Bath UNESCO world heritage city
Bath is a UNESCO World Heritage City that receives nearly 6 million tourists each year. With plans to introduce a tourist tax similar to Paris, Rome, and other major European destinations, it will surely see a boost of tax revenue.
How that will affect the number of visiting tourists remains to be seen. What is certain is that, if the plan pushes through, Bath will be the first British city in the UK to add a tourist tax in its list of UK tax rules.
This will add an extra £1 per night on the accommodation costs that the guests are paying and will generate £2.4 million.
What brought about the tourist tax scheme?
The scheme is nothing new in Bath since it is the second time that the plan has been put forward. The first time it was proposed, however, city leaders were prohibited by Westminster to charge the fee last year.
Some hotel owners also complained that a small additional charge would have a huge impact on their business. It will also be difficult and expensive to collect the cash.
But following the green light that was given to the city of Birmingham to charge their own tourist tax, the Bath council has decided to revive the plan along with North East Somerset. They believe that a tourist tax will not have a detrimental effect on the city’s tourism landscape.
If given the nod, Bath will be the first city in the UK to introduce the tax scheme.
According to the council’s Operational Plan, the introduction of a local tourism levy will be of great help to the city.
‘Visitors are important to our economy, but they also impact upon council resources and services with around 5.8 million visitors every year.’
The £2.4 million that will be generated from the accommodation costs will be reinvested back to the community and used to ‘help maintain over 5,000 listed assets and support the public realm, arts and culture.’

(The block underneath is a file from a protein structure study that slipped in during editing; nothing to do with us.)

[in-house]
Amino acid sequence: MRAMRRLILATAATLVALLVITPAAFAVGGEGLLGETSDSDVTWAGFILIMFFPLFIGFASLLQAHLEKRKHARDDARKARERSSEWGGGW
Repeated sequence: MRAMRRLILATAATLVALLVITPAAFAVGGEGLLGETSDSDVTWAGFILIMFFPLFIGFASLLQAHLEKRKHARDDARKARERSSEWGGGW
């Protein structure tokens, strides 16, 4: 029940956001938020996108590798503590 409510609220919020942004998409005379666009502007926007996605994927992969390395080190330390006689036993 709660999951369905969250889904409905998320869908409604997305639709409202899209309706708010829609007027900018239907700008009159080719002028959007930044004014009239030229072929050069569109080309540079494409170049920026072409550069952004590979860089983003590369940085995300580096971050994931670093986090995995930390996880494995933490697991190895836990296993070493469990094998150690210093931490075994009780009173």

During a budget briefing, the proposal was discussed. It received cross-party support and some criticisms.
Council leader Tim Warren (Conservative) believes that the tourist tax is the way forward and will service the tourism budget.
“With the tourism budget effectively looking after itself, funds that would have usually been diverted there would be free to be put to use elsewhere.”
Councillor Robin Moss (Labour) welcomed the idea, saying it is a good thing.
“I don’t think it would affect tourism but bring in much needed revenue. If you’re using it to improve visitor experience in Bath then that’s a good thing.”
Councillor Dine Romero (Lib Dem) agrees but worries about the impact on lower-cost establishments, such as bed and breakfast.
“A pound here and there does make a difference in that market to whether people choose to stay there,” she said.
The levy will be applied to a range of accommodation, from hotels to Airbnb private apartments.
Some of the European countries that impose similar tax schemes are Austria, Belgium, France, Germany, Spain, and Ukraine.